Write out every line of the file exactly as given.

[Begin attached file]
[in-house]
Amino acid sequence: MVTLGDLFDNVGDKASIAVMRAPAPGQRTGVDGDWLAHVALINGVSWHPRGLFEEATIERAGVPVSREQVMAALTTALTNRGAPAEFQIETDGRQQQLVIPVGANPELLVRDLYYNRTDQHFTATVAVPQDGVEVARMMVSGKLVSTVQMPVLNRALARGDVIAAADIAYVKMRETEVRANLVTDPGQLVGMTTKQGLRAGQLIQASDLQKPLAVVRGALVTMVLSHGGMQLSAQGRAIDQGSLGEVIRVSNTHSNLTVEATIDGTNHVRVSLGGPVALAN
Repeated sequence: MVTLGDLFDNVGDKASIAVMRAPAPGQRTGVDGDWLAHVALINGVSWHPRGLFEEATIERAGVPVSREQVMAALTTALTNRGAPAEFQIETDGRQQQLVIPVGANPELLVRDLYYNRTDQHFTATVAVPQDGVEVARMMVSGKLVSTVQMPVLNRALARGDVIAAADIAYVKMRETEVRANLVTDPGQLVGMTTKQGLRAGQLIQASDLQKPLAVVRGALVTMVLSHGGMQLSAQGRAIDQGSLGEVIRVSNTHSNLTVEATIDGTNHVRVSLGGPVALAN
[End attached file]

[in-house]
Amino acid sequence: MVTLGDLFDNVGDKASIAVMRAPAPGQRTGVDGDWLAHVALINGVSWHPRGLFEEATIERAGVPVSREQVMAALTTALTNRGAPAEFQIETDGRQQQLVIPVGANPELLVRDLYYNRTDQHFTATVAVPQDGVEVARMMVSGKLVSTVQMPVLNRALARGDVIAAADIAYVKMRETEVRANLVTDPGQLVGMTTKQGLRAGQLIQASDLQKPLAVVRGALVTMVLSHGGMQLSAQGRAIDQGSLGEVIRVSNTHSNLTVEATIDGTNHVRVSLGGPVALAN
Repeated sequence: MVTLGDLFDNVGDKASIAVMRAPAPGQRTGVDGDWLAHVALINGVSWHPRGLFEEATIERAGVPVSREQVMAALTTALTNRGAPAEFQIETDGRQQQLVIPVGANPELLVRDLYYNRTDQHFTATVAVPQDGVEVARMMVSGKLVSTVQMPVLNRALARGDVIAAADIAYVKMRETEVRANLVTDPGQLVGMTTKQGLRAGQLIQASDLQKPLAVVRGALVTMVLSHGGMQLSAQGRAIDQGSLGEVIRVSNTHSNLTVEATIDGTNHVRVSLGGPVALAN